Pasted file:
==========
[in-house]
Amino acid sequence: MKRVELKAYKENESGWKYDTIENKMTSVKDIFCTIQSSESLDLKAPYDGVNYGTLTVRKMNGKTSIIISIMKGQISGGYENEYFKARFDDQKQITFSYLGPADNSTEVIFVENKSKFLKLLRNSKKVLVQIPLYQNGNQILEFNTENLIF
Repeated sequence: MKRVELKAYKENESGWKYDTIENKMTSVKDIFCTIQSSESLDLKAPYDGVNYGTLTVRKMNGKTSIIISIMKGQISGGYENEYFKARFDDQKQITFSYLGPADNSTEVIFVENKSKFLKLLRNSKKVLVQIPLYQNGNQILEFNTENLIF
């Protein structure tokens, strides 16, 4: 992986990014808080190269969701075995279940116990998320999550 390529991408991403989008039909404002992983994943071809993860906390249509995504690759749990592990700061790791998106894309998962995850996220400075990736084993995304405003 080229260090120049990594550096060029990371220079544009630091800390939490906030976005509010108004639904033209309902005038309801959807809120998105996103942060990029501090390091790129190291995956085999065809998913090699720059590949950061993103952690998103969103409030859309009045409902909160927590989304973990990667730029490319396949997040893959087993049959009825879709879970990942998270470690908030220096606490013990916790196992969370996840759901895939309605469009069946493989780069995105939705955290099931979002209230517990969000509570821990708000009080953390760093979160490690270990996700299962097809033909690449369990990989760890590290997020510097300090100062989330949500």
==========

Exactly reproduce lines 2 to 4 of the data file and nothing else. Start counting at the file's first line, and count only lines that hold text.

Amino acid sequence: MKRVELKAYKENESGWKYDTIENKMTSVKDIFCTIQSSESLDLKAPYDGVNYGTLTVRKMNGKTSIIISIMKGQISGGYENEYFKARFDDQKQITFSYLGPADNSTEVIFVENKSKFLKLLRNSKKVLVQIPLYQNGNQILEFNTENLIF
Repeated sequence: MKRVELKAYKENESGWKYDTIENKMTSVKDIFCTIQSSESLDLKAPYDGVNYGTLTVRKMNGKTSIIISIMKGQISGGYENEYFKARFDDQKQITFSYLGPADNSTEVIFVENKSKFLKLLRNSKKVLVQIPLYQNGNQILEFNTENLIF
């Protein structure tokens, strides 16, 4: 992986990014808080190269969701075995279940116990998320999550 390529991408991403989008039909404002992983994943071809993860906390249509995504690759749990592990700061790791998106894309998962995850996220400075990736084993995304405003 080229260090120049990594550096060029990371220079544009630091800390939490906030976005509010108004639904033209309902005038309801959807809120998105996103942060990029501090390091790129190291995956085999065809998913090699720059590949950061993103952690998103969103409030859309009045409902909160927590989304973990990667730029490319396949997040893959087993049959009825879709879970990942998270470690908030220096606490013990916790196992969370996840759901895939309605469009069946493989780069995105939705955290099931979002209230517990969000509570821990708000009080953390760093979160490690270990996700299962097809033909690449369990990989760890590290997020510097300090100062989330949500």